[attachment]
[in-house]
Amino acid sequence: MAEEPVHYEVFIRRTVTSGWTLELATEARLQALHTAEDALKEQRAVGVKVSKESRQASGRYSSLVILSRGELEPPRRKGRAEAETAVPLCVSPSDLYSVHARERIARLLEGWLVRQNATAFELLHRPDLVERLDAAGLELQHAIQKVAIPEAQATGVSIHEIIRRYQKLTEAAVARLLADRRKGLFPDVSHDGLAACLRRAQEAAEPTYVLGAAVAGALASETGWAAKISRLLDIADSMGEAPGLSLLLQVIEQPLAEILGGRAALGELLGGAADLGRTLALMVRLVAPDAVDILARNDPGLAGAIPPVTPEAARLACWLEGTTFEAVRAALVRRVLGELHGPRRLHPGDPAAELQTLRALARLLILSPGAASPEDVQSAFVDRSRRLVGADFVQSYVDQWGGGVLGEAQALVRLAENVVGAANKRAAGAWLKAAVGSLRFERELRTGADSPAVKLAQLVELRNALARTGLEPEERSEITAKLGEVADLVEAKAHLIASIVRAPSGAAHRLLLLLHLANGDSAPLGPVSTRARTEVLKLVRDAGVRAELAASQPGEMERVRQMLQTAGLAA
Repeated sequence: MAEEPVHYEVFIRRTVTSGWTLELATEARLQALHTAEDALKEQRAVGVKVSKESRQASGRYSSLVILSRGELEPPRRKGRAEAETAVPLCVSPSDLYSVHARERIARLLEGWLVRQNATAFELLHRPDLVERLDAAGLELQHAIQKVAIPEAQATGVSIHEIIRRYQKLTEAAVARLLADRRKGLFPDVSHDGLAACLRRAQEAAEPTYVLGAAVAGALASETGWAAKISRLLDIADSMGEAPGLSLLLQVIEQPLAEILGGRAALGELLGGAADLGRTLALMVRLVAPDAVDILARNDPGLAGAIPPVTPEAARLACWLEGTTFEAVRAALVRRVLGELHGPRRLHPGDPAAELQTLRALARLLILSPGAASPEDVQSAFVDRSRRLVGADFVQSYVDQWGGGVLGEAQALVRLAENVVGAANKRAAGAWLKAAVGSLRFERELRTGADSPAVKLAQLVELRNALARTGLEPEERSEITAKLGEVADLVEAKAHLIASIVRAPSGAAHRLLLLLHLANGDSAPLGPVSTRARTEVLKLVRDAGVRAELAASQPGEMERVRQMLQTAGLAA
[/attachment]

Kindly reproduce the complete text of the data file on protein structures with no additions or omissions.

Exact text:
[in-house]
Amino acid sequence: MAEEPVHYEVFIRRTVTSGWTLELATEARLQALHTAEDALKEQRAVGVKVSKESRQASGRYSSLVILSRGELEPPRRKGRAEAETAVPLCVSPSDLYSVHARERIARLLEGWLVRQNATAFELLHRPDLVERLDAAGLELQHAIQKVAIPEAQATGVSIHEIIRRYQKLTEAAVARLLADRRKGLFPDVSHDGLAACLRRAQEAAEPTYVLGAAVAGALASETGWAAKISRLLDIADSMGEAPGLSLLLQVIEQPLAEILGGRAALGELLGGAADLGRTLALMVRLVAPDAVDILARNDPGLAGAIPPVTPEAARLACWLEGTTFEAVRAALVRRVLGELHGPRRLHPGDPAAELQTLRALARLLILSPGAASPEDVQSAFVDRSRRLVGADFVQSYVDQWGGGVLGEAQALVRLAENVVGAANKRAAGAWLKAAVGSLRFERELRTGADSPAVKLAQLVELRNALARTGLEPEERSEITAKLGEVADLVEAKAHLIASIVRAPSGAAHRLLLLLHLANGDSAPLGPVSTRARTEVLKLVRDAGVRAELAASQPGEMERVRQMLQTAGLAA
Repeated sequence: MAEEPVHYEVFIRRTVTSGWTLELATEARLQALHTAEDALKEQRAVGVKVSKESRQASGRYSSLVILSRGELEPPRRKGRAEAETAVPLCVSPSDLYSVHARERIARLLEGWLVRQNATAFELLHRPDLVERLDAAGLELQHAIQKVAIPEAQATGVSIHEIIRRYQKLTEAAVARLLADRRKGLFPDVSHDGLAACLRRAQEAAEPTYVLGAAVAGALASETGWAAKISRLLDIADSMGEAPGLSLLLQVIEQPLAEILGGRAALGELLGGAADLGRTLALMVRLVAPDAVDILARNDPGLAGAIPPVTPEAARLACWLEGTTFEAVRAALVRRVLGELHGPRRLHPGDPAAELQTLRALARLLILSPGAASPEDVQSAFVDRSRRLVGADFVQSYVDQWGGGVLGEAQALVRLAENVVGAANKRAAGAWLKAAVGSLRFERELRTGADSPAVKLAQLVELRNALARTGLEPEERSEITAKLGEVADLVEAKAHLIASIVRAPSGAAHRLLLLLHLANGDSAPLGPVSTRARTEVLKLVRDAGVRAELAASQPGEMERVRQMLQTAGLAA